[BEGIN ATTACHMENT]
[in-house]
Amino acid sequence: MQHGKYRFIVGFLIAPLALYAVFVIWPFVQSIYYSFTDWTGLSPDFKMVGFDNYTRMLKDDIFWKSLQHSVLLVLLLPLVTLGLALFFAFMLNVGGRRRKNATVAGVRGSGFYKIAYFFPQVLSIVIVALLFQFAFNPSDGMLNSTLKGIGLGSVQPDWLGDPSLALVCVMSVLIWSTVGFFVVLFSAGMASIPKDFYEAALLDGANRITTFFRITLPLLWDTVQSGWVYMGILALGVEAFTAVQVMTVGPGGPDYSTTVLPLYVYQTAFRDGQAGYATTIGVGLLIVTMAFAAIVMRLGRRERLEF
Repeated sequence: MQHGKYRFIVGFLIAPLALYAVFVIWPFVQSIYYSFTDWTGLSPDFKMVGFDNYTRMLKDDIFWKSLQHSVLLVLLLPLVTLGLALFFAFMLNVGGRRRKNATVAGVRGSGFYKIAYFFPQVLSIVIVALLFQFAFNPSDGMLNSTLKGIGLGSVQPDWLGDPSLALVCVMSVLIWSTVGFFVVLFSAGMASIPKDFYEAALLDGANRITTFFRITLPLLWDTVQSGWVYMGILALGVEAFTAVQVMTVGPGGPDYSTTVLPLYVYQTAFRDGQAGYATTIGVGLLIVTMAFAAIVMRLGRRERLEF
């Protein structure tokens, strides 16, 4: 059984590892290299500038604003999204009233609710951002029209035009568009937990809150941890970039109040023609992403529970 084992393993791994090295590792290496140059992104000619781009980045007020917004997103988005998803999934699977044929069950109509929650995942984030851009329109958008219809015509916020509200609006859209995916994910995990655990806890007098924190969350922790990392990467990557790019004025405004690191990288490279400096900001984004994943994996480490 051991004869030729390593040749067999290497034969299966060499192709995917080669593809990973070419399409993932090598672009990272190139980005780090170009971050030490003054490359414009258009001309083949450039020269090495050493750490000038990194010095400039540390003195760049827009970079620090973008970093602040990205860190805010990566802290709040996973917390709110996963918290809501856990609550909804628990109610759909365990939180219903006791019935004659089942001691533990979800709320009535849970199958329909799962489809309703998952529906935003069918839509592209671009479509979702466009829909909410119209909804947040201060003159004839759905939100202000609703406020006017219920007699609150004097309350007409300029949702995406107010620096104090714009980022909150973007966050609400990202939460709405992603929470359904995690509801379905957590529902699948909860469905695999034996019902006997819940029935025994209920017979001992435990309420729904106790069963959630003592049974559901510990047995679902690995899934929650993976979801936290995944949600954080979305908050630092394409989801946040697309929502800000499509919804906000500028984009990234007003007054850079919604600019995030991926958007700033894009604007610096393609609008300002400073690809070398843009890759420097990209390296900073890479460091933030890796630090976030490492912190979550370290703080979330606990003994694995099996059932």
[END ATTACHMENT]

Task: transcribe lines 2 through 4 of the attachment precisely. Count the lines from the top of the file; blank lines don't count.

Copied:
Amino acid sequence: MQHGKYRFIVGFLIAPLALYAVFVIWPFVQSIYYSFTDWTGLSPDFKMVGFDNYTRMLKDDIFWKSLQHSVLLVLLLPLVTLGLALFFAFMLNVGGRRRKNATVAGVRGSGFYKIAYFFPQVLSIVIVALLFQFAFNPSDGMLNSTLKGIGLGSVQPDWLGDPSLALVCVMSVLIWSTVGFFVVLFSAGMASIPKDFYEAALLDGANRITTFFRITLPLLWDTVQSGWVYMGILALGVEAFTAVQVMTVGPGGPDYSTTVLPLYVYQTAFRDGQAGYATTIGVGLLIVTMAFAAIVMRLGRRERLEF
Repeated sequence: MQHGKYRFIVGFLIAPLALYAVFVIWPFVQSIYYSFTDWTGLSPDFKMVGFDNYTRMLKDDIFWKSLQHSVLLVLLLPLVTLGLALFFAFMLNVGGRRRKNATVAGVRGSGFYKIAYFFPQVLSIVIVALLFQFAFNPSDGMLNSTLKGIGLGSVQPDWLGDPSLALVCVMSVLIWSTVGFFVVLFSAGMASIPKDFYEAALLDGANRITTFFRITLPLLWDTVQSGWVYMGILALGVEAFTAVQVMTVGPGGPDYSTTVLPLYVYQTAFRDGQAGYATTIGVGLLIVTMAFAAIVMRLGRRERLEF
């Protein structure tokens, strides 16, 4: 059984590892290299500038604003999204009233609710951002029209035009568009937990809150941890970039109040023609992403529970 084992393993791994090295590792290496140059992104000619781009980045007020917004997103988005998803999934699977044929069950109509929650995942984030851009329109958008219809015509916020509200609006859209995916994910995990655990806890007098924190969350922790990392990467990557790019004025405004690191990288490279400096900001984004994943994996480490 051991004869030729390593040749067999290497034969299966060499192709995917080669593809990973070419399409993932090598672009990272190139980005780090170009971050030490003054490359414009258009001309083949450039020269090495050493750490000038990194010095400039540390003195760049827009970079620090973008970093602040990205860190805010990566802290709040996973917390709110996963918290809501856990609550909804628990109610759909365990939180219903006791019935004659089942001691533990979800709320009535849970199958329909799962489809309703998952529906935003069918839509592209671009479509979702466009829909909410119209909804947040201060003159004839759905939100202000609703406020006017219920007699609150004097309350007409300029949702995406107010620096104090714009980022909150973007966050609400990202939460709405992603929470359904995690509801379905957590529902699948909860469905695999034996019902006997819940029935025994209920017979001992435990309420729904106790069963959630003592049974559901510990047995679902690995899934929650993976979801936290995944949600954080979305908050630092394409989801946040697309929502800000499509919804906000500028984009990234007003007054850079919604600019995030991926958007700033894009604007610096393609609008300002400073690809070398843009890759420097990209390296900073890479460091933030890796630090976030490492912190979550370290703080979330606990003994694995099996059932």